Business activity in Northern Ireland has been at its highest level in six years with the retail sector leading the way, according to a major survey.
The bellwether Ulster Bank purchasing managers' index (PMI) said new business kept growing, prompting firms to take on extra people for the third month in a row.
Costs rose, however, but thanks to improved demand for their goods, companies were able to put up their prices at the fastest rate in five years.
The survey's positive findings come as Enterprise Minister Arlene Foster hailed last week's investment conference as "a major success".
The two-day event was attended by 121 overseas companies, including 55 potential investors.
Ulster Bank chief economist Richard Ramsey said Northern Ireland companies appeared to be in the middle of an Indian summer of growing activity.
"The retail, construction and manufacturing sectors all posted faster rates of growth in activity, which helped push the overall business activity index to its highest level in more than six years," he said. "The rate at which new business is coming in is also still growing, however not as strongly as it was, due to an easing of new orders in the services sector.
"In terms of employment, a significant slowdown in the rate of job creation within the services and manufacturing industries was largely offset by a pick-up in employment growth within construction and retail."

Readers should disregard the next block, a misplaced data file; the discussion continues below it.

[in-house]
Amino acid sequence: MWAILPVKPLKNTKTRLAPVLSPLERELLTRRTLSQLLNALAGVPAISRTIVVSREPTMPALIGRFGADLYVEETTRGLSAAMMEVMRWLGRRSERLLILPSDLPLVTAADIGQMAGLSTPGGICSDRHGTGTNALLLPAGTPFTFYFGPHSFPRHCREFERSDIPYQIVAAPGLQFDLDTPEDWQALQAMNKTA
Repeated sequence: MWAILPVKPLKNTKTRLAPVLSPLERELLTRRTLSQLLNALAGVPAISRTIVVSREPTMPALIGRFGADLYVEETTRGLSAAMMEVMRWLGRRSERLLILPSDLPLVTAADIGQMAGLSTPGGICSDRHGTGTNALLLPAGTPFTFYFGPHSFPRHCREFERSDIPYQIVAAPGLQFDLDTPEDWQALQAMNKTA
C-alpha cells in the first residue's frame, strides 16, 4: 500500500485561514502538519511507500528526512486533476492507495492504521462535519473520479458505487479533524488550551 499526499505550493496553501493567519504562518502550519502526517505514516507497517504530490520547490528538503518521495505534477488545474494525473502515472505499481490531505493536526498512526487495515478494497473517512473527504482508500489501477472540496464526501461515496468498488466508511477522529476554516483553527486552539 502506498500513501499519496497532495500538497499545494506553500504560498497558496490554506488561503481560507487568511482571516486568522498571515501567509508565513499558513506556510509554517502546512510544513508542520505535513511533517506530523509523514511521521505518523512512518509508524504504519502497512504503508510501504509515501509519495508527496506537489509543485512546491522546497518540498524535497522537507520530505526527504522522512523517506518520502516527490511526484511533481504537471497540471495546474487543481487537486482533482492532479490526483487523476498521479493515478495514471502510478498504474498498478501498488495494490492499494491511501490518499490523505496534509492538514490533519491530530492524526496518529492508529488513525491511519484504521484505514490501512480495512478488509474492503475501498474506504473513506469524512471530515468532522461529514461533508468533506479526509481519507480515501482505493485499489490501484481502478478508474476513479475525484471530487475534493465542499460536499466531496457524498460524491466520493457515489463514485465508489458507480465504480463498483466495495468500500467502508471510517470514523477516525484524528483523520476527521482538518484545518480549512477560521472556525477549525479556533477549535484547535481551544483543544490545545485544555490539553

And while the construction sector had been the sickliest of all in the economy – the first sector to enter recession and the one which remains mired in downturn – Mr Ramsey (left) said the survey suggested it had "finally boarded the recovery train".
"Indeed, the September survey represents the best set of monthly figures within the quarter, with a marked acceleration in construction activity and a pick-up in new orders and employment levels.
"Furthermore, construction firms were able to raise prices for the first time in the series history."
And Mr Ramsey said Northern Ireland builders which supply the Republic and the UK would profit from improved conditions in those areas.
"House building in Great Britain is now growing at its fastest rate in almost 10 years," he said. "Meanwhile last month saw the equivalent sector in the Republic of Ireland post its fastest rate of growth in almost eight years.
"This helped bring to an end 75 months of contraction within the Republic of Ireland's wider construction industry."
But he said the picture for the economy as a whole was not unremittingly cheerful.
"Inflation pressures picked up, with the survey recording the fastest rate of growth in input cost inflation since April 2012," he said.
"Increased salary payments were quoted as one source of this inflationary pressure, and as the recovery takes hold, this trend is likely to continue."